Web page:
A plant I think is pretty but that I want no part of, is this Dollar Weed.  I try to be sure that I don't get any sprouts when receiving plants from friends who sometimes share theirs with me.  Dollar Weed is very a very prolific weed and once its gets a foothold in your lawn it is a big problem.  It thrives especially well in watered lawns which should leave me protected since I do not water grass.  It either survives or it doesn't.  I am not a grass freak.
 
More excitement on Wednesday when I discover the hatching of my Green Turtle nest and the same morning a Green Momma had laid another nest which will not be due to hatch until mid October.  This one's tracks were not quite as clearly marked with the characteristic tail drag but probably the same gal.
 
There was no mistaking that bomb crater nest.  The sand spray around the nest was huge.  I have watched them do this sand throwing and know how far flung it can get.  She had certainly lived up to expectations in that area.
 
Saturday night was our usual Second Saturday Artrageous Art Walk and I had been determined to get some of the work I had started early last spring finished, framed, and on display for that.  This is the second one called Seaside Day Dreams and is filled with shell like spirals throughout the painting, pools of blue water and sand colors representing the tidal pools of the beach are included in the design.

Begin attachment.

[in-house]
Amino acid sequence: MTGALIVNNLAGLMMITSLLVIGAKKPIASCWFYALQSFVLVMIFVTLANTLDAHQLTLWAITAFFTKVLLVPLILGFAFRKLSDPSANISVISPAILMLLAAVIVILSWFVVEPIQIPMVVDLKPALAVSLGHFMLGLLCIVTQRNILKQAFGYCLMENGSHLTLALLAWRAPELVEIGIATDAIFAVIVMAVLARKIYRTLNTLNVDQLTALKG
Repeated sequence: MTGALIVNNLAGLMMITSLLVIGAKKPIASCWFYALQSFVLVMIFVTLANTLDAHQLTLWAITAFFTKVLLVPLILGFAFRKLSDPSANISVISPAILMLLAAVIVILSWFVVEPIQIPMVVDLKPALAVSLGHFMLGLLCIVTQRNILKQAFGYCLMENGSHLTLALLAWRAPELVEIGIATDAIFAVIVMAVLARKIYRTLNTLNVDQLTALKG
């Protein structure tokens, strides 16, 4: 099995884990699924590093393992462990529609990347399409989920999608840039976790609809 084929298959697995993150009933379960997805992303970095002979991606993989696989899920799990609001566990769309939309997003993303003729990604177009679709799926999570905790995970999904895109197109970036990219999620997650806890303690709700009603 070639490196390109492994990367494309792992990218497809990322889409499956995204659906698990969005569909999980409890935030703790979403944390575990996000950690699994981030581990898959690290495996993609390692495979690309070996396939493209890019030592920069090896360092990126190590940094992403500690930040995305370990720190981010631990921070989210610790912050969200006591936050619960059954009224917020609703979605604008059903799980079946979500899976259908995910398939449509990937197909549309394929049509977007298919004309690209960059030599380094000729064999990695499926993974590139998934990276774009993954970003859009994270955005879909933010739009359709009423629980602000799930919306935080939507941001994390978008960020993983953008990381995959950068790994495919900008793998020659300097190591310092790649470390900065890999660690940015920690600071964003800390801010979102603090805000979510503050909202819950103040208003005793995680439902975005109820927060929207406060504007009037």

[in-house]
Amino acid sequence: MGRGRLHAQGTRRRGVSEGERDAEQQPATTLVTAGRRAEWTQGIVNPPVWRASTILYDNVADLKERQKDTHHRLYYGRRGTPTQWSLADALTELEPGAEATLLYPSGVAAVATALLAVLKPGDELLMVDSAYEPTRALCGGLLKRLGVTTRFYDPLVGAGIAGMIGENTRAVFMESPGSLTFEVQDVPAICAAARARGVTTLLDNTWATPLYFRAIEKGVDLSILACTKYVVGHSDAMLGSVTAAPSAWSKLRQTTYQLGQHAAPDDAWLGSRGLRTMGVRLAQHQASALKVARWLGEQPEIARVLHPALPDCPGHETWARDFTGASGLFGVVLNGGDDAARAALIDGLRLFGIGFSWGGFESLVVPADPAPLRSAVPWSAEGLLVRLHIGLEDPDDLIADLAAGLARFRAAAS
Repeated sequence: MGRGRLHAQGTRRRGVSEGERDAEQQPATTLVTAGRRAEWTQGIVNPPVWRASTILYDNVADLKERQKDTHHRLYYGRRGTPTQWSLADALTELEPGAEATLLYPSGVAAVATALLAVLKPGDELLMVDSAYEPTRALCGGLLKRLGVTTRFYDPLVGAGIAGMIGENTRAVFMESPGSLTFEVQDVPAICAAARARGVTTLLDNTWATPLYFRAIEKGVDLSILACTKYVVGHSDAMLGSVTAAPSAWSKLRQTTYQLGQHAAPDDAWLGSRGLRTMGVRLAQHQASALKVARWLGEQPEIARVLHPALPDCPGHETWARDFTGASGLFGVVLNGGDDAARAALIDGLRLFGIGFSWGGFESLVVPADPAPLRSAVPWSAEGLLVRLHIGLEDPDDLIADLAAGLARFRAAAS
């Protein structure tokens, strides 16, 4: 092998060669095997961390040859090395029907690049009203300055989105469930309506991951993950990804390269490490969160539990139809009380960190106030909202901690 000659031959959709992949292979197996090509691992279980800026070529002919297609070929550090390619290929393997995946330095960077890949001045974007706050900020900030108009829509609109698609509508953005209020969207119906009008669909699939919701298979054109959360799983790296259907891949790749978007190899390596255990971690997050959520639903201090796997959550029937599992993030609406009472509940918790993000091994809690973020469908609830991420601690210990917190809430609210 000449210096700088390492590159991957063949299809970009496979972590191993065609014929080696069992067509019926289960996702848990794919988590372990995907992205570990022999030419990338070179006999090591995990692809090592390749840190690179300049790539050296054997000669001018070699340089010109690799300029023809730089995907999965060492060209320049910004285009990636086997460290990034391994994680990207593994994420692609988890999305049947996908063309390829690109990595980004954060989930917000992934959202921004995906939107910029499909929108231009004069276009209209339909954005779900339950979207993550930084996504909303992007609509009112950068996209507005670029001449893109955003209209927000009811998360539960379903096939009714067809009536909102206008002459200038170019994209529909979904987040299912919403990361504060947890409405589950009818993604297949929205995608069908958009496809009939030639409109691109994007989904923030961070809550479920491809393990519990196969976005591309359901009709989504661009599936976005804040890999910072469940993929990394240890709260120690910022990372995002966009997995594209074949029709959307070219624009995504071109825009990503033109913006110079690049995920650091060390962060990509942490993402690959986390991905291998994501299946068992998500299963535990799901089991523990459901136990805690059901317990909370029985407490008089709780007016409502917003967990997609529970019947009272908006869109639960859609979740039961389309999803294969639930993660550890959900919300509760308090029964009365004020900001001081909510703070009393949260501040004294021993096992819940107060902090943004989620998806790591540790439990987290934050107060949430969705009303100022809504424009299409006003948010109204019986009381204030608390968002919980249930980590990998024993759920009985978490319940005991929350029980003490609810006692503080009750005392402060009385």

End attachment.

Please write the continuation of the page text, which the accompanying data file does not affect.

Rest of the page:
I am told the next one, The Rose Garden, is a departure for me but not really.  I am a bit of a flower and plant nut, always adding new species to an already too crowded yard with too much shade for many of the things I try.  In days gone by I used to do a lot of flower paintings so instead of a departure this is actually a revisiting of an old friend.  This one has lots of texture in the surface of the paint with a thick layer of gel medium in the first part of the design.  I also framed and hung the bright red piece I have shown you before called Crossing the Line, and of course the Sargassum Sunrise.  Another new large piece was also hung.  It had been in the National Watercolor Show last year but I had not shown it here.  I still have to properly frame it as it is still in its "show" frame with a very simple mat and frame.  I hope to dress it up a bit soon.